“It’s showtime.”

July 27 2015

Audible groans fill the train. A man with a bike is asked to move, and after refusing, a much taller man carries the bike to the back of the car. Reluctantly, the biker follows. Three performers fill the empty space and press play on a steady beat. Six pack abs curl around poles as the train lurches slowly towards Brooklyn. Flipping, stomping, twirling, hopping. A second dancer begins his routine, less steady than the first. It’s impossible not to wonder if someone will be kicked in the face. You’re waiting for a slip, an accident, but miraculously it doesn’t happen.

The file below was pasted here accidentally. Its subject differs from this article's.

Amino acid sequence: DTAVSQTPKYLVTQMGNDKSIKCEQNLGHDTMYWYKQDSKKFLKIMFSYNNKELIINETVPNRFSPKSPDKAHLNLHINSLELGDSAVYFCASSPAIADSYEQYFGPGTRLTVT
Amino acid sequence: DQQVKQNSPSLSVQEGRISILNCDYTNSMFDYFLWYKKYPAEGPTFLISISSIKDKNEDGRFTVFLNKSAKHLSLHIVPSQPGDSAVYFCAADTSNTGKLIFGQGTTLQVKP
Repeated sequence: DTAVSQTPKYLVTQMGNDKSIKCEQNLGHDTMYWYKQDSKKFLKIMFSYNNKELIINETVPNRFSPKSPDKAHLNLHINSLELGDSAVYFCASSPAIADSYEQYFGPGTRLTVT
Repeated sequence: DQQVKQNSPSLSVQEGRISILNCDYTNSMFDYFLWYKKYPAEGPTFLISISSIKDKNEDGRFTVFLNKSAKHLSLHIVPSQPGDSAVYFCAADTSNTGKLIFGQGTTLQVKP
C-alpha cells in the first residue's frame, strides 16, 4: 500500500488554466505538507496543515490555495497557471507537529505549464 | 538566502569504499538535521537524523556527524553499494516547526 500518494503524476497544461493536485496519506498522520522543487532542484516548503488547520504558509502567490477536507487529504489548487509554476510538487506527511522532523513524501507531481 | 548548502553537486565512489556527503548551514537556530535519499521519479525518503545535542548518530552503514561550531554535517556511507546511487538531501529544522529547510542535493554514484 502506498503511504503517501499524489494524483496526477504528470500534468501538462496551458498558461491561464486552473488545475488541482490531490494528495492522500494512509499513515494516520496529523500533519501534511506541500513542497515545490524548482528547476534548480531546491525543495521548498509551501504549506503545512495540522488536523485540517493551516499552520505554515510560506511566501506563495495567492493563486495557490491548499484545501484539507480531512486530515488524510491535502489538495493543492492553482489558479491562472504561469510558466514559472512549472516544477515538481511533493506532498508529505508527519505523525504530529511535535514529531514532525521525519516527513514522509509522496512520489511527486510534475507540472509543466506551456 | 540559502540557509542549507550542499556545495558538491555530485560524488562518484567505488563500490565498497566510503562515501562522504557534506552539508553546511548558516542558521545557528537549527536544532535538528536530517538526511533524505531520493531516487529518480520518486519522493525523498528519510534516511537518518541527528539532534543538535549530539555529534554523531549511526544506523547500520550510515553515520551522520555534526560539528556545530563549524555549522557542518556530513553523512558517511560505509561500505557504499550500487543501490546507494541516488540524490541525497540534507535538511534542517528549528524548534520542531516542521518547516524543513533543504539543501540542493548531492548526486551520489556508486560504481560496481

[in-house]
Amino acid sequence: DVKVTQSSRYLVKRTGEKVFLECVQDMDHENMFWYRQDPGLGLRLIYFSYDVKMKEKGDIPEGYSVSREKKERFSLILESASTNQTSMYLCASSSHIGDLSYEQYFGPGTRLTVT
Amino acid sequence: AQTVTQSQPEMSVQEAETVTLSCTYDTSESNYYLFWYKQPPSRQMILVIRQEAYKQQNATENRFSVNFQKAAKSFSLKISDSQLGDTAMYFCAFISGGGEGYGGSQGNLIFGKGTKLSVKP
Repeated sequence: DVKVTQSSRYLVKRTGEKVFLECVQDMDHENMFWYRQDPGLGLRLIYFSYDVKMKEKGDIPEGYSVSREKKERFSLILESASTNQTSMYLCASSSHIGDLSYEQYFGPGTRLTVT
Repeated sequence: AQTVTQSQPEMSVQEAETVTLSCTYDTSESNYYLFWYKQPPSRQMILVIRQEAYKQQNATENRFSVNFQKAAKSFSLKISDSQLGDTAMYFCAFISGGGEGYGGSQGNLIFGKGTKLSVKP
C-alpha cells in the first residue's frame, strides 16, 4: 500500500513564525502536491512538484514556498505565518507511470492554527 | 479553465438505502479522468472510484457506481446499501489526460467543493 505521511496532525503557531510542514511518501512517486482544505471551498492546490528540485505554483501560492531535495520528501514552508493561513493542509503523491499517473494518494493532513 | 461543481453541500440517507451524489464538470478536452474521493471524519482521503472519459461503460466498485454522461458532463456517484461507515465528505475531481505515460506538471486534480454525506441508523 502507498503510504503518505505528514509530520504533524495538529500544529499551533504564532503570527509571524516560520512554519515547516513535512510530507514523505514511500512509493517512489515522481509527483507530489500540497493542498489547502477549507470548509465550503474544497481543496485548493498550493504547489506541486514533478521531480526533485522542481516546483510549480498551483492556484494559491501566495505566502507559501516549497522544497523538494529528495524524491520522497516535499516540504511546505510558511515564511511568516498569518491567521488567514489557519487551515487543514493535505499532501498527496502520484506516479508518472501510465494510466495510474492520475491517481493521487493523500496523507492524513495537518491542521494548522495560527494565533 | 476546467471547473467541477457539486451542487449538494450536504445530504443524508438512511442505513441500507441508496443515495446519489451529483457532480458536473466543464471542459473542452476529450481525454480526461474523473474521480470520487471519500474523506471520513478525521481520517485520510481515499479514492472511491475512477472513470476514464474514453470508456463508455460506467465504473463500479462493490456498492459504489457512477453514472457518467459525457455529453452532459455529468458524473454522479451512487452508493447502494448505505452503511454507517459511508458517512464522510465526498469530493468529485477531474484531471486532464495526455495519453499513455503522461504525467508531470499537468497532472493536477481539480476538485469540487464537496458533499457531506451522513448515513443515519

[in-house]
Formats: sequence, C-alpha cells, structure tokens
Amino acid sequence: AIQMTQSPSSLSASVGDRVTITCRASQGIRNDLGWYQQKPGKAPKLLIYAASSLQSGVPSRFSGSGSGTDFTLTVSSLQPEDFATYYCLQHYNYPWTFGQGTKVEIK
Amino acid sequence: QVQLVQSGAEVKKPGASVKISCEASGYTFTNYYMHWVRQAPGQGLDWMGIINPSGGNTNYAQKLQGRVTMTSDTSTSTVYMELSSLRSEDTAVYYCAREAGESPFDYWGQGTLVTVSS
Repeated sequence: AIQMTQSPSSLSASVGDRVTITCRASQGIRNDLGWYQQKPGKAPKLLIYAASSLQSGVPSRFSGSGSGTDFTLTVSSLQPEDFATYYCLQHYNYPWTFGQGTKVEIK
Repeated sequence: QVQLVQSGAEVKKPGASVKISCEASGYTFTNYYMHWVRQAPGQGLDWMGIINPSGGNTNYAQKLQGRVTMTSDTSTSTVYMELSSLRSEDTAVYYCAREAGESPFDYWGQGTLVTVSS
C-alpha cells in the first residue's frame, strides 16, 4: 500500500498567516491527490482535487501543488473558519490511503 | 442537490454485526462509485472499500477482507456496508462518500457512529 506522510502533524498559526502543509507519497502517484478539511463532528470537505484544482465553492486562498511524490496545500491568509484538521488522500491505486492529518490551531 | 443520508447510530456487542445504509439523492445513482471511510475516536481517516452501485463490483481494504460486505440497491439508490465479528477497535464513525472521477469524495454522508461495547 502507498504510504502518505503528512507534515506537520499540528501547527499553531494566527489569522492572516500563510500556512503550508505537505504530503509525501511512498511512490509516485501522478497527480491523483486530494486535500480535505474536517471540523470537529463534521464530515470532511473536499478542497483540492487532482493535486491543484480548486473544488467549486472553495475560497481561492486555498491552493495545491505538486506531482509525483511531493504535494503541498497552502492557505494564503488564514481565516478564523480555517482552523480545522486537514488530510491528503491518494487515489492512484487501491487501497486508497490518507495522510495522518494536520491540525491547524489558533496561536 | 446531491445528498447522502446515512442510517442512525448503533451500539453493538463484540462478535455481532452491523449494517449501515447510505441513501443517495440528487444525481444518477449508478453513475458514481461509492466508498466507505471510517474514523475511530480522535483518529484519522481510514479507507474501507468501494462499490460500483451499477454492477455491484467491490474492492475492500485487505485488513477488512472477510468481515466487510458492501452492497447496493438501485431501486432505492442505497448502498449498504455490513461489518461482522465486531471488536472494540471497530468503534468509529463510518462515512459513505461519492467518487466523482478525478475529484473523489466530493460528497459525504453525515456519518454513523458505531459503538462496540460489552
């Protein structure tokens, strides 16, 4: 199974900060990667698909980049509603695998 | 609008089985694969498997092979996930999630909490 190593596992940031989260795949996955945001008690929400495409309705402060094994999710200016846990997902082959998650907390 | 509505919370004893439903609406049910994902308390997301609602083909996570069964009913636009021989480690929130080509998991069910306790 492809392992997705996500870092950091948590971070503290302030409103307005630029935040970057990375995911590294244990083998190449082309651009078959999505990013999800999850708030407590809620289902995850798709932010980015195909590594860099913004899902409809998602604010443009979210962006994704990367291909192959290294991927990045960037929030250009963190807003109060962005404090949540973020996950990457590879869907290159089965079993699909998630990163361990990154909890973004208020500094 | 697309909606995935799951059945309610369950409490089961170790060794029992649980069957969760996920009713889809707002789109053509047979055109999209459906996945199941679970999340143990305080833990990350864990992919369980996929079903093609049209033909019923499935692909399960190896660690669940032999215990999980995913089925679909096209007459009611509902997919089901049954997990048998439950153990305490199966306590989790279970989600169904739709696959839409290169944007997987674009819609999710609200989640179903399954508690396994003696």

The dancing stops, and the boys start asking for money. Except no one gives it to them. In fact, the dancers are hardly acknowledged. And they become angry.

“I’m going to quit. I’m going to stop doing this!” one performer scowls.

The commuters keep their eyes fixed on books, each other and away from the demanding, outstretched hands. “C’mon New York, where are you?” they plead. Then the insulting begins. It seems to carry on entirely too long. Their jabs become worse and more desperate and there’s a palpable tension in the air.

When we do art, when we give of ourselves and become generous with the world, we can’t ask for a certain outcome. Do your art, but make sure it’s for the right reason. Sell, market, produce, copy and manufacture all you want, but don’t demand attention. Earn it.

(H/T permission marketing, Seth Godin)